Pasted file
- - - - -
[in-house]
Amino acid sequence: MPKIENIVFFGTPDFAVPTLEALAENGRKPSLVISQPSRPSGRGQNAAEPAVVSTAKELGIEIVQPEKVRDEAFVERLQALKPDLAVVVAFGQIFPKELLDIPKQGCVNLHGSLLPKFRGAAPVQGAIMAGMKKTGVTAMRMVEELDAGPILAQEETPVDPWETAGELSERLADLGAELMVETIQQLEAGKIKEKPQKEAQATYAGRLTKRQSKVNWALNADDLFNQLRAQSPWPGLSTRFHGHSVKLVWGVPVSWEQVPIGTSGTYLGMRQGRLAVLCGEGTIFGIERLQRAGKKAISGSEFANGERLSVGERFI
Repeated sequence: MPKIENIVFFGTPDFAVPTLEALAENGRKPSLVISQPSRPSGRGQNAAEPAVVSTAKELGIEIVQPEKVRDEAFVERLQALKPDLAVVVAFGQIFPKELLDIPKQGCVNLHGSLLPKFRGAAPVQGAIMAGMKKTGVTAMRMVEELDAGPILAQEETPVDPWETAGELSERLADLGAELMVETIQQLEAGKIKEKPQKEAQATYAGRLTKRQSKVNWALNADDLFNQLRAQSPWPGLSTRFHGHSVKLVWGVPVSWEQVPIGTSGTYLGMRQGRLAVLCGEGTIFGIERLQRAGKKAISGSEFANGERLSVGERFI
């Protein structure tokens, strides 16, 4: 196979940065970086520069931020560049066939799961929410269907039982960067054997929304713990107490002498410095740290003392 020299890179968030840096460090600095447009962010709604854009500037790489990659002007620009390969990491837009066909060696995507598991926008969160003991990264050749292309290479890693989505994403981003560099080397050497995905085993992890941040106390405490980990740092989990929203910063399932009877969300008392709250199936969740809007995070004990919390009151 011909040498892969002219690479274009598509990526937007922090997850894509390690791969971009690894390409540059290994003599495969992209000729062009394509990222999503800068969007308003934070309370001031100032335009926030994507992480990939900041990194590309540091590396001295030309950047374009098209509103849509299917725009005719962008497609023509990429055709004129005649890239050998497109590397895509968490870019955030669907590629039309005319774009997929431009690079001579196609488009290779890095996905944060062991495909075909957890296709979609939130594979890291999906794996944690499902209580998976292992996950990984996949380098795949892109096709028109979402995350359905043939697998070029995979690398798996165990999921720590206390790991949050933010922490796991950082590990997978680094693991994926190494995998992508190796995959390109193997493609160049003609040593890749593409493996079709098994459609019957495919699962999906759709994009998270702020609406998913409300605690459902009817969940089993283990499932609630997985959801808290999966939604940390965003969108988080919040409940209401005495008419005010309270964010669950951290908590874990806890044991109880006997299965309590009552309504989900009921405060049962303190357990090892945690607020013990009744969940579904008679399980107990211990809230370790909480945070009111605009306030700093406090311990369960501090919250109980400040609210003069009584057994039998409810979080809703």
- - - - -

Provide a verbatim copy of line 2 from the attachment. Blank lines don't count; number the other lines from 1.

Amino acid sequence: MPKIENIVFFGTPDFAVPTLEALAENGRKPSLVISQPSRPSGRGQNAAEPAVVSTAKELGIEIVQPEKVRDEAFVERLQALKPDLAVVVAFGQIFPKELLDIPKQGCVNLHGSLLPKFRGAAPVQGAIMAGMKKTGVTAMRMVEELDAGPILAQEETPVDPWETAGELSERLADLGAELMVETIQQLEAGKIKEKPQKEAQATYAGRLTKRQSKVNWALNADDLFNQLRAQSPWPGLSTRFHGHSVKLVWGVPVSWEQVPIGTSGTYLGMRQGRLAVLCGEGTIFGIERLQRAGKKAISGSEFANGERLSVGERFI